I want to make a lean angle reader for my motorcycle. I was thinking I could use a level tool that has a needle that reads how far the tool is angled in one axis. Then I could put that in front of the camera I have mounted on my gas tank this way I can review it later. Will this work?
I know I can set it up correctly so it would work with the bike standing still but will the forces involved in a turn affect how far the needle swings? Do I need to read the angle in more than one axis?
A simple level will be fooled by the acceleration forces in the turn and will probably read close to level when leaning over. I’d think you’d need something that uses a gyro similar to an aircraft artificial horizon.
It’ll read exactly level, unless the rider is hanging off, as is sometimes done during turns.
An artificial horizon is likely to be pricey. You can try Kevbo’s accelerometer solution; the theory is valid, but I suspect you will find that the signal is drowned out by noise, i.e. high-frequency chassis accelerations due to bumps in the roadway. At a 45-degree lean angle your accelerometer should be reading a steady 1.414 g’s, but bumps and dips will cause huge variations in this unless your accelerometer signal is sent through a low-pass filter.
No, an accelerometer will have exactly the same issue as any other kind of level: the acceleration from turning a corner will throw it off. A fancy powered gyroscope could do it, but I can’t think of anything else off the top of my head (well, if you have a nice horizontal horizon available, maybe some kind of visual tracking system could work… the hard part is getting the horizon of course).
The acceleration from turning a corner is exactly what we hope to measure with an accelerometer. The vector-sum of gravity and lateral g’s (due to cornering) can be used to calculate the lean angle. An accelerometer measuring g’s on a vertical axis (relative to the motorcycle itself) would measure a value between 1.0 (motorcycle standing vertical, traveling straight down the road) and 1.414 (motorcycle in a hard turn, leaned at 45 degrees). Kevbo’s equation shows how to extract lean angle from this measurement.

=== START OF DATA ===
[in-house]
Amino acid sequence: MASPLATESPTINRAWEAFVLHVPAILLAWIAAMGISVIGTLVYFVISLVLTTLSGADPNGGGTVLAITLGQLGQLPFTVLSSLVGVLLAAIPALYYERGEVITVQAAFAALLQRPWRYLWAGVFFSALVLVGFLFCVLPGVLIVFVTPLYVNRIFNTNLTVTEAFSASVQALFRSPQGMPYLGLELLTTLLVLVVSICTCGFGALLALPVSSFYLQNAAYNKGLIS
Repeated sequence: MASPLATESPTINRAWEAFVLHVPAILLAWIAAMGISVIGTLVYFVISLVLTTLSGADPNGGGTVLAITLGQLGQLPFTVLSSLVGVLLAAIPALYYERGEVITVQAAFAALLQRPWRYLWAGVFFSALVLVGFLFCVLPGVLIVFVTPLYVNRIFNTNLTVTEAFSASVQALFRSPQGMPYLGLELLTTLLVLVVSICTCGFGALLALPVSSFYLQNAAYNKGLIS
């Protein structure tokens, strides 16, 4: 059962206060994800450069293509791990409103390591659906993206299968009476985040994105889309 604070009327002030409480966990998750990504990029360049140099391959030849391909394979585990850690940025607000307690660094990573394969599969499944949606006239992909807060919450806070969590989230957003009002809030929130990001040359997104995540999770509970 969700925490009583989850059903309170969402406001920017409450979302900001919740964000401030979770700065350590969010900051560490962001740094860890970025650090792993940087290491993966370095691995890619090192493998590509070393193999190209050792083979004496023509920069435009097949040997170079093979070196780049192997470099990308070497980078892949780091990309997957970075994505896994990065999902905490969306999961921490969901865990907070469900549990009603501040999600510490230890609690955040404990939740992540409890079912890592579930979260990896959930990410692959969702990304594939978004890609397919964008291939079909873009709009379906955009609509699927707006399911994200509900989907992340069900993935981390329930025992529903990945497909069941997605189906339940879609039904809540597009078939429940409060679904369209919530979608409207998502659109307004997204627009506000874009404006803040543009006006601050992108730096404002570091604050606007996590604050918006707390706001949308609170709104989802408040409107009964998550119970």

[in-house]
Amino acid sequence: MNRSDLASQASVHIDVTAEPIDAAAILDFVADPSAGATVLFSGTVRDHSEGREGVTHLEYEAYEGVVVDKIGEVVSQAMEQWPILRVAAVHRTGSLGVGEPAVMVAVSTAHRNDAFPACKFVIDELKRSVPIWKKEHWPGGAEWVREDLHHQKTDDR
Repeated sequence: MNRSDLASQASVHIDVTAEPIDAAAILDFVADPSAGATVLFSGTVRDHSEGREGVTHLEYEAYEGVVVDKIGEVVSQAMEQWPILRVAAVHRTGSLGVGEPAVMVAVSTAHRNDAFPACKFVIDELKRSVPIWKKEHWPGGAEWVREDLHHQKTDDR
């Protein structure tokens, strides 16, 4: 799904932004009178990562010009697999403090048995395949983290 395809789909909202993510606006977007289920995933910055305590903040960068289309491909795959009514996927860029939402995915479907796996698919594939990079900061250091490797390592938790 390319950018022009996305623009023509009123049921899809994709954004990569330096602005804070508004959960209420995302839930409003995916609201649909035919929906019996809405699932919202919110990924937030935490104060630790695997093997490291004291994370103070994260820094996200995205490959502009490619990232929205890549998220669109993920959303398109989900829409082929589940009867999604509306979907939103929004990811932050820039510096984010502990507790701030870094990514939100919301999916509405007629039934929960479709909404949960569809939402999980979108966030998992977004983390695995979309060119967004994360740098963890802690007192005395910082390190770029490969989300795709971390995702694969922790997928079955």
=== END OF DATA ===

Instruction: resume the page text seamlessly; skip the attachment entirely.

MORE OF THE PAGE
Might someone explain to me the problem with using readily available COTS sensors (e.g., as referenced in this accelerometer/gyro buying guide from Sparkfun)? Obviously, those are not in ready-to-use form, but let’s assume one has the capability to put together a custom solution.
Are there fundamental and insurmountable issues with using such sensors? Or is it a matter of accuracy/error? Or something else?
It might be possible to build something using proximity sensors in the footpegs. If one peg is farther from the ground than the other, you’re not level (or the road isn’t).
This measures your angle to the road, not the horizon, but might that be more useful? The traction limit is determined by the contact patch and the lateral force relative to the pavement. If you’re in turn 15 at Daytona, the corner is banked and the horizon doesn’t mean much.
I think the main problem is that the G we feel from gravity feels exactly like the G(s) we feel from acceleration. The sensor cannot distinguish betweent the two. Because of this, if we know an object is not moving, we can determine its orientation. If we know an objects orientation, we can determine its movement. But we cannot very well do both at the same time.
My mistake. I see what he was saying. The idea is theoretically workable, though it would be confounded by any braking or (forward) accelerating during the turn (maybe if you get a two-axis accelerometer you could avoid some of that problem), and there are going to be lots of transient errors, as the bike leans, stands back up, and hits bumps or potholes.
Wow, thank dog for the dope. I have given up on this one on motorcycle boards.
“NO, the gas does not move to the low side of the tank or carb bowl when you lean!”
Yes, you would need to low pass filter the accelerometer output, but the suspension will take out the worst of the bumps…if it doesn’t you have worse problems than bad accelerometer readings, as the wheels will be skipping sideways.
Another way is to us a gyro as a reference. Vibrating bar types can be very compact, and they are cheaper every time I look at them.
The gyro can be arrainged either to measure the bank angle directly, or you can measure yaw rate and speed, and calculate required bank for a coordinated turn. More trouble, but then instead of a gyro you could use a digital compass or even a gps 2nd derivative.